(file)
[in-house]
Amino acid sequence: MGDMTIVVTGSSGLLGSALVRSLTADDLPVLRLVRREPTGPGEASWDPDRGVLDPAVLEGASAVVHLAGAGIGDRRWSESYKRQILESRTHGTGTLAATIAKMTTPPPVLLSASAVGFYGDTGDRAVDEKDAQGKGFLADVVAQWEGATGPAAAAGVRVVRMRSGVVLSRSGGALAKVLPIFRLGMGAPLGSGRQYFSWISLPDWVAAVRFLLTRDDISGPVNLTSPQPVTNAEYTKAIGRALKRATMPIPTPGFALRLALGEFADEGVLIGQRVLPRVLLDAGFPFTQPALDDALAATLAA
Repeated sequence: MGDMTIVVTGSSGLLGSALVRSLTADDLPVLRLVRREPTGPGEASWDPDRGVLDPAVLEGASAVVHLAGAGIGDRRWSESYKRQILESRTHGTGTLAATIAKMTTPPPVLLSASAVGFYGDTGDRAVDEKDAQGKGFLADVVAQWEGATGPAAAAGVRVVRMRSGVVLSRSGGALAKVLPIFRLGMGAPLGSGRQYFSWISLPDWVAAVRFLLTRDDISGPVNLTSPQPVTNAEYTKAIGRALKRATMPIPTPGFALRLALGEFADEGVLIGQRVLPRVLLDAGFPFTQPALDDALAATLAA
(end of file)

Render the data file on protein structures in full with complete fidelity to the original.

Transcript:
[in-house]
Amino acid sequence: MGDMTIVVTGSSGLLGSALVRSLTADDLPVLRLVRREPTGPGEASWDPDRGVLDPAVLEGASAVVHLAGAGIGDRRWSESYKRQILESRTHGTGTLAATIAKMTTPPPVLLSASAVGFYGDTGDRAVDEKDAQGKGFLADVVAQWEGATGPAAAAGVRVVRMRSGVVLSRSGGALAKVLPIFRLGMGAPLGSGRQYFSWISLPDWVAAVRFLLTRDDISGPVNLTSPQPVTNAEYTKAIGRALKRATMPIPTPGFALRLALGEFADEGVLIGQRVLPRVLLDAGFPFTQPALDDALAATLAA
Repeated sequence: MGDMTIVVTGSSGLLGSALVRSLTADDLPVLRLVRREPTGPGEASWDPDRGVLDPAVLEGASAVVHLAGAGIGDRRWSESYKRQILESRTHGTGTLAATIAKMTTPPPVLLSASAVGFYGDTGDRAVDEKDAQGKGFLADVVAQWEGATGPAAAAGVRVVRMRSGVVLSRSGGALAKVLPIFRLGMGAPLGSGRQYFSWISLPDWVAAVRFLLTRDDISGPVNLTSPQPVTNAEYTKAIGRALKRATMPIPTPGFALRLALGEFADEGVLIGQRVLPRVLLDAGFPFTQPALDDALAATLAA